Posted 15 November 2016 - 9:00am
Annual Participants Forum: 15-16 November 2016, Australian National Maritime Museum
As Australia ratifies the Paris Agreement at COP22 in Marrakesh, back home the largest low carbon living organisation - the CRC for Low Carbon Living (CRCLCL) - is on track to meet its cumulative reduction target of 10 megatons of CO2 by 2020 with many of its 85 programs achieving national impact. Funding of just under $0.5 million for a new national zero energy homes (ZEH) project was also officially announced today by CEO Professor Deo Prasad at the opening of the CRCLCL’s annual Participants Forum.
“As the CRC reaches year four of seven, I am pleased to report that we are on track to meet our carbon reduction goals and the funding of this new national program to ensure zero energy homes are part of our low carbon cities future, will play a key role in achieving these goals,” he said.
“This project, which will be directed by Josh Byrne of Josh’s House fame will focus on developing an agreed position amongst stakeholders on the current barriers put forward by the housing industry to make ZEH part of our future,” he said.
“There will be extensive data collected to measure consumer interest in ZEH features comparative to more typical value add items in a home. Ultimately once armed with data through coordinated end user engagement and communications, the program will engage and inform the development and construction industry of the market potential for ZEH so change can occur.”
Byrne, a Senior Research Fellow with Curtin University’s Sustainability Policy Institute, has been on board with the CRCLCL from the beginning. His CRCLCL funded work has grown from an initial two building project, where low carbon systems were set up and daily data produced that proved running a zero energy home is easily achieved, to a whole precinct and now a national impact program.
According to Byrne the project - which also includes building three ZEH display homes in partnership with land developers in new housing developments around Australia - will help make important steps in taking Australia in the right direction towards a zero carbon future by 2050.
“Around 100,000 detached houses are built nationally each year. With the average operational greenhouse gas emissions in the order of seven tonnes per dwelling, if all new homes were built as ZEH, total emissions would be reduced by around 700,000 tonnes of CO2-e per year,” he said.
“As Australia works towards meeting its carbon reduction target of zero emissions by 2050, the housing sector is seen by many as low hanging fruit to help meet this goal. Internationally the European Union and the State of California in the United States are ahead, with regulations in place to adopt ZEH for all newly constructed homes by 2020. Meanwhile, Australia lags behind and we intend to change the situation via this program.”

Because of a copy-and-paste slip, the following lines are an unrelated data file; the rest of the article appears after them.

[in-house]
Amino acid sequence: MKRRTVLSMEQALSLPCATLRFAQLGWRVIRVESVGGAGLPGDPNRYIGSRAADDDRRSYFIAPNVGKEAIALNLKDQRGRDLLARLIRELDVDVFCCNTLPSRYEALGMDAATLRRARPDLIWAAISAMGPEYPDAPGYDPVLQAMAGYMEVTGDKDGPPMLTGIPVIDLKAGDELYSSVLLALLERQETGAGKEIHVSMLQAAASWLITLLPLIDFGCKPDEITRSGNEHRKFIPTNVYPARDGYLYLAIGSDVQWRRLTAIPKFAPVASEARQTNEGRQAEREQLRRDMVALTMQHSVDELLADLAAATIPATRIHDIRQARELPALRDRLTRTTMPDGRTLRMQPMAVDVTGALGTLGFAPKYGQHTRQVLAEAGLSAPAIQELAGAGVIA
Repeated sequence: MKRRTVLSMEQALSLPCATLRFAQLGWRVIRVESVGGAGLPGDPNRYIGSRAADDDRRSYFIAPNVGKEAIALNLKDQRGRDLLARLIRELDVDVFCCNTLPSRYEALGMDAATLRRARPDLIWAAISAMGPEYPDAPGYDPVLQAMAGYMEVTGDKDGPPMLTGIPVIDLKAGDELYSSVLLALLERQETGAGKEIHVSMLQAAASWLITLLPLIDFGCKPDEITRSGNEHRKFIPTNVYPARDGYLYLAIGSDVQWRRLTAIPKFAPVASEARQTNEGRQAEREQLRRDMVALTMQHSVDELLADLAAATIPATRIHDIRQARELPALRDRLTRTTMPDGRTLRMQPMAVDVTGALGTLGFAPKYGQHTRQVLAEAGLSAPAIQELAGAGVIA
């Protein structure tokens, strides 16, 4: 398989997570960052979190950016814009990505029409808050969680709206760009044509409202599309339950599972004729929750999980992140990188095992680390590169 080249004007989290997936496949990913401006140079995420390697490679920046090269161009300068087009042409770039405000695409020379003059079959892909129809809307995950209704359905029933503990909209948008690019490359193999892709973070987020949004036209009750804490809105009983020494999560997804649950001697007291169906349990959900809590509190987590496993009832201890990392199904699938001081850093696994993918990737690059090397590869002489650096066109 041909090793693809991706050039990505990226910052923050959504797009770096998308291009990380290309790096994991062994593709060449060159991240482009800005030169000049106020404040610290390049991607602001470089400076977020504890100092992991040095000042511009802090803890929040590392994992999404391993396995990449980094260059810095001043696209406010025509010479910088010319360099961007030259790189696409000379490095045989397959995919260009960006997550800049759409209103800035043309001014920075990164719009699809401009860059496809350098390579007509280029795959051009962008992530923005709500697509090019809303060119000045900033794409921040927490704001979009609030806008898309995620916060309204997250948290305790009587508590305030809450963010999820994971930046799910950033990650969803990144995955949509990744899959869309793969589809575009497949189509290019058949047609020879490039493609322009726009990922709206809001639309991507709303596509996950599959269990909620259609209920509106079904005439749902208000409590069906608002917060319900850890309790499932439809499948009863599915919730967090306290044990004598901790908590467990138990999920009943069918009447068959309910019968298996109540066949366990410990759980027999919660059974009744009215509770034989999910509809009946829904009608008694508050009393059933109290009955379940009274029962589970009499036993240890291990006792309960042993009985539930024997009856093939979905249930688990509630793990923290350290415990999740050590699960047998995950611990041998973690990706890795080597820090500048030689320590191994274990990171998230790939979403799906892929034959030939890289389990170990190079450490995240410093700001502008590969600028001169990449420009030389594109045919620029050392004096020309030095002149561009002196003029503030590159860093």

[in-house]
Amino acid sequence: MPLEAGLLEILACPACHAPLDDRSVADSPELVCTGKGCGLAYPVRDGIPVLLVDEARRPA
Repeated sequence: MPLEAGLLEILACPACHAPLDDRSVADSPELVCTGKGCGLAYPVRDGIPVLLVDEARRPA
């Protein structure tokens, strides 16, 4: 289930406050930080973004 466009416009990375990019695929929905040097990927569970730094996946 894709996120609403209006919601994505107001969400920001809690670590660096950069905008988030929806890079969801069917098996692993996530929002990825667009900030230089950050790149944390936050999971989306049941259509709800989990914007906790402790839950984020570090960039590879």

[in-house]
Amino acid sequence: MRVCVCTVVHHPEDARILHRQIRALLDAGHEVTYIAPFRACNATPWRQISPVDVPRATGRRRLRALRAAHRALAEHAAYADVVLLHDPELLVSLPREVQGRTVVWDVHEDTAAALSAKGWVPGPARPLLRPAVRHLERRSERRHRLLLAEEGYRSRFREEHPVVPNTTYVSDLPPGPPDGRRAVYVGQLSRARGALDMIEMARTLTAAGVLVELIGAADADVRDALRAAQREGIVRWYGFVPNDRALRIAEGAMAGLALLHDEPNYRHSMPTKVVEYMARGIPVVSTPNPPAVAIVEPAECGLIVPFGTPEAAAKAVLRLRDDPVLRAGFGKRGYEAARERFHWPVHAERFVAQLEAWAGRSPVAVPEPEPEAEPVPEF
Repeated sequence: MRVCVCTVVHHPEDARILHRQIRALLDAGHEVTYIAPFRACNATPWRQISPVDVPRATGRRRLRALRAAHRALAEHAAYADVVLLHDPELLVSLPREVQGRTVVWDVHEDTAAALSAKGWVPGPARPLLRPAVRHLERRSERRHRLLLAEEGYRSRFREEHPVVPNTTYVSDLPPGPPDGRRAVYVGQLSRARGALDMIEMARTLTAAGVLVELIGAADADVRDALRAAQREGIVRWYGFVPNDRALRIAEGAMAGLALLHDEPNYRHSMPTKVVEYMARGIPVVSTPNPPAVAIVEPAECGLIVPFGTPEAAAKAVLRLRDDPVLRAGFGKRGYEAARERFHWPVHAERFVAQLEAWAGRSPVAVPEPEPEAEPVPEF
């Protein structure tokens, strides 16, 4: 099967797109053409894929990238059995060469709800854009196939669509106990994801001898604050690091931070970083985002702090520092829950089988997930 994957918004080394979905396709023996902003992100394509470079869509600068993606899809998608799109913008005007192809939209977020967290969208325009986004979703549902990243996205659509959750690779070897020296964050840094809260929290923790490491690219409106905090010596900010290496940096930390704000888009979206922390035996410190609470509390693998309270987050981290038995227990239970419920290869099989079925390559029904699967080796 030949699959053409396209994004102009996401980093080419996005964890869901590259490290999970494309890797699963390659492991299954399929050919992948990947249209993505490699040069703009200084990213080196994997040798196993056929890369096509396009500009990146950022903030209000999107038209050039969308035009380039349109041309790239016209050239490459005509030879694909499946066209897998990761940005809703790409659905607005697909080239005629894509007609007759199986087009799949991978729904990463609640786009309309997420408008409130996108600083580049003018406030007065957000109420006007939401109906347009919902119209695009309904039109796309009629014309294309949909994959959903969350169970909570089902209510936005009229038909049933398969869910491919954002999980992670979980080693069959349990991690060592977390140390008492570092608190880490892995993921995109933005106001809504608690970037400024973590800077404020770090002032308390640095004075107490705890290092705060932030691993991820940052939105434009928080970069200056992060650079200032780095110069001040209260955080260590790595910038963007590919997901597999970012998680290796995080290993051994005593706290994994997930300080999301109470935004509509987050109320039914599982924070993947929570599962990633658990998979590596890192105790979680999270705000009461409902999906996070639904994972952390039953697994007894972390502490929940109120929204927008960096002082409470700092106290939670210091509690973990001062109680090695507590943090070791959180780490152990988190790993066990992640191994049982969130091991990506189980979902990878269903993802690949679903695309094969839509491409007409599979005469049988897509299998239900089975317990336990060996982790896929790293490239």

The project will draw on the experiences of Josh’s House and other ZEH buildings plus related CRCLCL activities such as RP3029: Driving a National Conversation on Energy Efficient which is another project achieving national impact and making headway. In this five-year project the intended outcomes are to reinforce and create positivity about sustainable housing. This will be done through engagement and digital conversation whilst supporting how participants learn as they go along.
Professor Prasad said that the National Conversation program is focussed on helping to change how people approach housing and educate them about the benefits of living with increased comfort and health, whilst reducing running costs.
“This national program is ambitious as it really is about shifting social patterns so that ultimately having sustainable housing will become the first ask of home owners, tenants and investors,” said Professor Prasad.
A third national impact program the CRCLCL has recently provided funding is a community co-design of low carbon precincts for urban regeneration in established suburbs.
From 2016-2018, this new collaborative regeneration initiative will prototype an innovative model for delivering sustainable, liveable medium-density housing in regenerating middle suburbs of Sydney and Melbourne, also known as ‘greyfields’.
“As our population continues to urbanise as more people move into cities, there is still a stumbling block for governments to support providing more diverse, properly located, affordable and environmentally friendly accommodation and this needs to change, particularly as trends suggest 70% of all new dwellings will be built within existing urban areas, with the focus of this infill often high-profile, large scale renewal projects,” said Professor Prasad
The project will establish Greyfield Renewal Precincts as a viable option for liveability, sustainability and housing choice in metropolitan strategies, whilst working with local and state government to determine the criteria for precinct assessment, statutory regulation and concessions that can be earned through more effective use of land.
The project members will also liaise with land owners and land amalgamation professionals through a collaborative governance process to consolidate lots, and then, in conjunction with local government, assist landowners design and validate their regeneration precincts. Finally it will establish a formal and certifiable process for implementing the process nationally.
“As the IEA said in its recent report, energy efficiency needs to be central in energy policies around the world, and to do this the mind-sets of consumers, governments, policy makers and importantly the building industry must change. Sustainable buildings are better and can be cost effective whilst delivering healthy places to live and work. The CRC’s many programs are making this change a reality,” concluded Professor Prasad.
For full program for the CRLCL’s Participant’s Forum click here.